OPINION: While bears stalk the global economic woods, New Zealand is enjoying Goldilocks inflation - not too hot, not too cold.
At 1 per cent, annual inflation is touching the bottom of the Reserve Bank's target band - good news for consumers and savers.
Just a modest pay rise, say, 2 per cent, means people are slightly better off than a year ago.
The strong currency is giving everyone an effective pay rise by keeping living costs down. Imports are cheaper, with items like televisions and stereos down a massive 19 per cent in the past year, while phones are down 28 per cent.
The other factor keeping prices down in the shops is a simple lack of demand. In tough times Kiwis have full-price phobia. Don't buy unless you get a bargain. That means retailers need to offer deals to get sales through the door.
And for savers the low inflation picture is good, too.
High inflation can erode the value of savings in the bank when interest rates are low, but now term deposits on a decent sum can earn 4 per cent or so, a good margin above inflation. It is the after-tax and after-inflation returns that really matter.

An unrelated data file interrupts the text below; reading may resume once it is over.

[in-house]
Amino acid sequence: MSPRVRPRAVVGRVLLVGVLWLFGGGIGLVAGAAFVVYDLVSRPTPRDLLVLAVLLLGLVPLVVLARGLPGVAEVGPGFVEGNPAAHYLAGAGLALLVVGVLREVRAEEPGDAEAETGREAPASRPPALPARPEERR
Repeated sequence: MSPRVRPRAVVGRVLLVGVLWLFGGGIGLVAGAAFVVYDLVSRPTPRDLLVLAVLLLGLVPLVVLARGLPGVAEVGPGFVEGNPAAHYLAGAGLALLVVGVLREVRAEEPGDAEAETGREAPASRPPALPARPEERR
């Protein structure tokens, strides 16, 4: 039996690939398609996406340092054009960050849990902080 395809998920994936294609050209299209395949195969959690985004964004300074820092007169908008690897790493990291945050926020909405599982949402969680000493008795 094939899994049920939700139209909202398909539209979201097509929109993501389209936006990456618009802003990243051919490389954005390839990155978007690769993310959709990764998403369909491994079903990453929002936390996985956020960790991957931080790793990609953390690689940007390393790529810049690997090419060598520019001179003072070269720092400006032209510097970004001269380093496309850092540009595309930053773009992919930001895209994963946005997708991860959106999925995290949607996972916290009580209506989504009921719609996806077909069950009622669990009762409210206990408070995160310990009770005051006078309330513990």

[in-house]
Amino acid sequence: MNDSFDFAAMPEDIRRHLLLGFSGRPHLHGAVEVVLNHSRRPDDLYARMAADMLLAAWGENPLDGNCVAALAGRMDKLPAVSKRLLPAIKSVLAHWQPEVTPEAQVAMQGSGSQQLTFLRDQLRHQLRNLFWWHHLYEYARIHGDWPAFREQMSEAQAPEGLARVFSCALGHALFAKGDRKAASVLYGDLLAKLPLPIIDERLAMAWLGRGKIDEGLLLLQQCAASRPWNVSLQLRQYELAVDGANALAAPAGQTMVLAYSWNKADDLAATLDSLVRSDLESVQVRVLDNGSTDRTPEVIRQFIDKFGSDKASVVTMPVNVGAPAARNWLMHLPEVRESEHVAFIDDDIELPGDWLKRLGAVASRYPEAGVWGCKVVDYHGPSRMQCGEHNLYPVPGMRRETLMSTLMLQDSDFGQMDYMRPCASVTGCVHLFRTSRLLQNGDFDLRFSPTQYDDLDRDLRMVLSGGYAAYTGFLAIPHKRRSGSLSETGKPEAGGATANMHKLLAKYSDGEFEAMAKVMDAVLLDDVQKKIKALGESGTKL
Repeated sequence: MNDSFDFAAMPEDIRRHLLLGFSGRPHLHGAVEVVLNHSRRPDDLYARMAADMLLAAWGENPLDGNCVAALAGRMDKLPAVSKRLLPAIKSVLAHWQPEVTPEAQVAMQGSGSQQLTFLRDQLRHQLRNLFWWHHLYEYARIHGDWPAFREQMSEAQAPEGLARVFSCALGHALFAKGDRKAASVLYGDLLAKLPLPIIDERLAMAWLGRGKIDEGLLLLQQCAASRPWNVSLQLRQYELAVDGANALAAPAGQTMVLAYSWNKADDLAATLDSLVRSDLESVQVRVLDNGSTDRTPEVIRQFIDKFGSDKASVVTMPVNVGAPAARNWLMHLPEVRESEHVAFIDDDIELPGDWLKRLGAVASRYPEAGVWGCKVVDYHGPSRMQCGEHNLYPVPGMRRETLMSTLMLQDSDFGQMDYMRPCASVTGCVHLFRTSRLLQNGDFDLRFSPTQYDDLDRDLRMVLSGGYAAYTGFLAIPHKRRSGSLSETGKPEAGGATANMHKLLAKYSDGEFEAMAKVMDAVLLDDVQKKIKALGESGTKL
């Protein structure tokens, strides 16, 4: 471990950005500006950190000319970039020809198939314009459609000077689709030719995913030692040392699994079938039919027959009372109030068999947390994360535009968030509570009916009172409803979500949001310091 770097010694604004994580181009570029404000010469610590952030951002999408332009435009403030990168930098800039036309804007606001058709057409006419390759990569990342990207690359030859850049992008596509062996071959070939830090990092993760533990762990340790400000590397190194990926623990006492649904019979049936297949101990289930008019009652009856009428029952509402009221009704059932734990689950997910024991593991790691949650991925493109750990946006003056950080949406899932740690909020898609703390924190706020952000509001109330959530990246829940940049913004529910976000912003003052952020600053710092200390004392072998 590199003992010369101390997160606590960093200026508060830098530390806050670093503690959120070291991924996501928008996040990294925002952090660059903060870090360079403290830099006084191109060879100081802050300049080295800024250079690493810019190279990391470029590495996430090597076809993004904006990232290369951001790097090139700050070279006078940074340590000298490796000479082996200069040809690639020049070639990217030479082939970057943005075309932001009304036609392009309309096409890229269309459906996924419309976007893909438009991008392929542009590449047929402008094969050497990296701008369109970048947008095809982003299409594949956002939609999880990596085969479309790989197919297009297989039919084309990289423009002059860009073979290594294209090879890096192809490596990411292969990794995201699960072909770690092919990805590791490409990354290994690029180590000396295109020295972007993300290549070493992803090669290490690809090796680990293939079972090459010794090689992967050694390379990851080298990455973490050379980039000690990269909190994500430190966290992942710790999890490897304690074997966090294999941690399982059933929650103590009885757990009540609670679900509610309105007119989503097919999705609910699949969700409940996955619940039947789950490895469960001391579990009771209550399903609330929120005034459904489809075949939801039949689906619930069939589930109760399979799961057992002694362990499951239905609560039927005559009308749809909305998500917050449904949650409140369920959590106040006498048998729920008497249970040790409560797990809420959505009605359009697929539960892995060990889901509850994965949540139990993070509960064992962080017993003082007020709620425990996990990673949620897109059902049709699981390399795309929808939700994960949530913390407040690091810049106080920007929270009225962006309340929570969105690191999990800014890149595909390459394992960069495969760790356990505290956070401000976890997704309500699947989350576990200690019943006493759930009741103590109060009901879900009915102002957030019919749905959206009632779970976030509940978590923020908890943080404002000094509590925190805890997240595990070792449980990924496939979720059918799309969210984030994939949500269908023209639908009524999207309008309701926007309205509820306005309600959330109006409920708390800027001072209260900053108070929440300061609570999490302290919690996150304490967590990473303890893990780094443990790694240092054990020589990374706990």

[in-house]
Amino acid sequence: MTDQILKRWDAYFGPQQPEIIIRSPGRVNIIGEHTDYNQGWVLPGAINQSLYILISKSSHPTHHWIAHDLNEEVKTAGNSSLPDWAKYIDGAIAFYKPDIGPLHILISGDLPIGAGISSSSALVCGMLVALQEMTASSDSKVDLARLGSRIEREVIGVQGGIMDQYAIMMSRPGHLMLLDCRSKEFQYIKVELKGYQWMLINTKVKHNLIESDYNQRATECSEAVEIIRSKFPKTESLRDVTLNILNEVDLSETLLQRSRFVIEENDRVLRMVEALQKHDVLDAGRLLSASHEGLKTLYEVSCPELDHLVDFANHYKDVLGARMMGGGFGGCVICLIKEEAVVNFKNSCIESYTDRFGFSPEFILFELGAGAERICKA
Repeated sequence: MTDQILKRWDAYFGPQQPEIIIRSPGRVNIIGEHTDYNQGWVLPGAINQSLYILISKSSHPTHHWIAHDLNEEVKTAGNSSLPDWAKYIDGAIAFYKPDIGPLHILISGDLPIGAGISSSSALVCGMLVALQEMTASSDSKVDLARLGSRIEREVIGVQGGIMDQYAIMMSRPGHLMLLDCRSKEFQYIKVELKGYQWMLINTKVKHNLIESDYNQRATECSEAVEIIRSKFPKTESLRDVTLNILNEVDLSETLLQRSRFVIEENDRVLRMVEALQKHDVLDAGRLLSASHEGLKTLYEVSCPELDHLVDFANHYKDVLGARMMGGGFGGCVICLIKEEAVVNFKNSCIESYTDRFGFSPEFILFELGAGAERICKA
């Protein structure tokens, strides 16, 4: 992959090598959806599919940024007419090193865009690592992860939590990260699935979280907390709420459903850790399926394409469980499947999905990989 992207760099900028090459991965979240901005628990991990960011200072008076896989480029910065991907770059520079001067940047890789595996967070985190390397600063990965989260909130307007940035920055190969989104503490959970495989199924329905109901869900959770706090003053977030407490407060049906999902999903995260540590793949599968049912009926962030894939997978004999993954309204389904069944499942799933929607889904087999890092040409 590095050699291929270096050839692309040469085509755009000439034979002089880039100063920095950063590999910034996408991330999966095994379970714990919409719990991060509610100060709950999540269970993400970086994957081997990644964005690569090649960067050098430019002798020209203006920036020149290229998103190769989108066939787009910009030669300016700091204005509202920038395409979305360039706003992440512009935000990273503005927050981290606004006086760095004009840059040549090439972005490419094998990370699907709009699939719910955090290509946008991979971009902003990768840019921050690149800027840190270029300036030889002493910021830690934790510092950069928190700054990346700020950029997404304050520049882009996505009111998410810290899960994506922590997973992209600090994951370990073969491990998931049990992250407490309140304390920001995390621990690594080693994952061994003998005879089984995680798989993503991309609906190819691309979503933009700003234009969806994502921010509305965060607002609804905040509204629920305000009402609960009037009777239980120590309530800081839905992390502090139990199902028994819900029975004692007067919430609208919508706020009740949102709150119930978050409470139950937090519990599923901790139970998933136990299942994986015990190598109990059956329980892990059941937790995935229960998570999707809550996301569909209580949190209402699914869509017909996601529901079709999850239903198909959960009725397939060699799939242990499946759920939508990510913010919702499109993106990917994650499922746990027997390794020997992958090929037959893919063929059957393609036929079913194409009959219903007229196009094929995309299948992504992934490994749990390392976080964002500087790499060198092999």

Low inflation is also an important signal for borrowers. It means the Reserve Bank is likely to keep the official cash rate lower for longer and hence floating mortgage rates should remain cheap well into next year.
While inflation in the past year has been low, it could go even lower, just under 1 per cent in the September year.
So is there a risk of “deflation” - generally falling prices?
While that might sound like a good thing for consumers, deflation can be nasty. People put off buying things, waiting for prices to fall even further. The same applies to business investment, and banks sit on their cash and the economy grinds down.
Japan has been through 20 years of low growth and falling prices and it can make debts unbearable. Deflation is no fun.
But New Zealand should avoid that deflation bear trap. We have a floating currency, so if things turn sour, the dollar will drop and import prices will rise.
Inflation in New Zealand is also likely to be near a trough, with the economy gradually picking up and the Canterbury rebuild slowly getting under way.
So the Reserve Bank is not expected to cut rates in fear of deflation.
- © Fairfax NZ News
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